So I was like, ‘oh, that’s what they're always looking at!’ But then you look down at who you beat, and I'm looking at Missy Elliott’s face and Justin Timberlake’s face applauding me, but also hating you at the same time [laughs]. 

It was a childhood dream, and I have to pinch myself because I'm this kid from the small town of Roselle, which is not even a city, it's a borough. So being plucked out of there, winning Grammys and being successful...I'm just humbled and I realise what my blessings are. I don't take it for granted.

I was sure that [the hip hop crowd] were going to pan Hey Ya!, but would be playing it in private and dancing to it in their bedrooms

You mixed one of TLC’s biggest hits, Waterfalls and produced the song’s iconic horn part under the pseudonym Shock. Why was this?

I knew that was gonna be trivia at some point! I did that on purpose because I didn't want people to see that the song was mixed by me and I did the horn arrangements. I wanted to do it under a different name and let people figure it out later, and it's great that those horn lines are such a memorable thing. That hook gets you, but you listen to the verses and you're like, ‘wow, this is talking about something deep’.

I was already working with Organized Noize on various records and albums, and then we got the gig to work with TLC. Organized Noize came up with this track, and they had hired one of their childhood friends – Marqueze Etheridge – to write the lyrics; he came in with this melody and lyrical content, and we were all just blown away by it. 

Deep down in my soul, I knew that it was going to be a hit because it touched on things that people didn't want to touch on at that time, because we're talking about HIV and AIDS and all these other things.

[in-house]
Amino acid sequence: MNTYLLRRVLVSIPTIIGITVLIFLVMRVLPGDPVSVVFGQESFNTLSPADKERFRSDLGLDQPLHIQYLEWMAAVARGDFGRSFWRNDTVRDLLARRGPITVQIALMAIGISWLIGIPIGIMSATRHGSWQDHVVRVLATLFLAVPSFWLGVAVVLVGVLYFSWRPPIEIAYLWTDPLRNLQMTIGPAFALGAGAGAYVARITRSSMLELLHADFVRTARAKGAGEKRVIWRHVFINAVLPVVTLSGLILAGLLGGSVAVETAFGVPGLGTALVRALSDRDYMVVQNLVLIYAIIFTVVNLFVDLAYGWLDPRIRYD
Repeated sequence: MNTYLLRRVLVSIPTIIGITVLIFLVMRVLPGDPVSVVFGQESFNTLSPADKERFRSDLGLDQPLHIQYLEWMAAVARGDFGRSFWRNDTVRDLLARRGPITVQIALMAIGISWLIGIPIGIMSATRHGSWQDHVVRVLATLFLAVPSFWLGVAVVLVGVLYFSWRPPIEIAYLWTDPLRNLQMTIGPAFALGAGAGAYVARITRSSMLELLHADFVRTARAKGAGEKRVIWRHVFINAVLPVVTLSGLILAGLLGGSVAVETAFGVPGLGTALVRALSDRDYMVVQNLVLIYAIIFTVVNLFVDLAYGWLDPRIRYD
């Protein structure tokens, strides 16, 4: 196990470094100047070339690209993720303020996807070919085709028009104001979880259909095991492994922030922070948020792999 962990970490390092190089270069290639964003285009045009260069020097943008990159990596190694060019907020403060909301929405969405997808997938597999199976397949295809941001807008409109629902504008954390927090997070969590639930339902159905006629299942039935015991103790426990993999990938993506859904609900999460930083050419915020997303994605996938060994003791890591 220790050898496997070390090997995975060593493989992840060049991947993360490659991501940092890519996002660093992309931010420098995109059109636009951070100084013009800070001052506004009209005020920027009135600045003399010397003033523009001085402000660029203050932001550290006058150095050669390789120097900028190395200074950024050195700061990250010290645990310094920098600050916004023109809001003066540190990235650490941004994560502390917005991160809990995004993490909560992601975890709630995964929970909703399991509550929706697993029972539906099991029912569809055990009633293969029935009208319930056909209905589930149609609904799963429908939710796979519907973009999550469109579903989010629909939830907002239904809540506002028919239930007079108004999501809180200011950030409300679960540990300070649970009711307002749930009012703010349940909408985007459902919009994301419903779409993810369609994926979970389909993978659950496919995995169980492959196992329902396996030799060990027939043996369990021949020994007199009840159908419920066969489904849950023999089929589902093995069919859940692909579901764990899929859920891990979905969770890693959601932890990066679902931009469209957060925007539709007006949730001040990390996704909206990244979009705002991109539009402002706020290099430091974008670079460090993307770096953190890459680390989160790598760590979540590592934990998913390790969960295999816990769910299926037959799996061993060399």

It was a bold statement to put it out there for everybody, and I thought it was groundbreaking. Coming from TLC, I knew that it was going to take it to a whole new level.

Waves is the standard – thiers are my go-tos and are what I reach for first

How have Waves plugins shaped the renowned tracks you’ve worked on over the years?

Oh, man, I’ve been using Waves for almost 20 years! The first mix I ever did on Pro Tools was Hey Ya!, so around the early 2000s is probably the first time I started using Waves plugins, and I've been using them ever since. Even though we have other plugin companies, Waves is the standard – thiers are my go-tos and are what I reach for first, and I love them.

I came up working on SSL boards, so my first pick is always the SSL EQs because that's part of my sound – the SSL sound. Being at home I don't have an SSL board, so my first thing is to go to the SSL EQ because that emulates that board’s sound, so that's my go-to, and then I love going to the CLA-3A.

I love the Manny Marroquin and Kramer plugins too – I have fun with all those. Using the Kramer HLS Channel, I love the EQ and that low end – oh my god, the sub on those EQs are amazing! I always use them on bass and it just brings out that low end. So whenever I need that thing that you feel from the bottom of your feet, I go to the Kramers.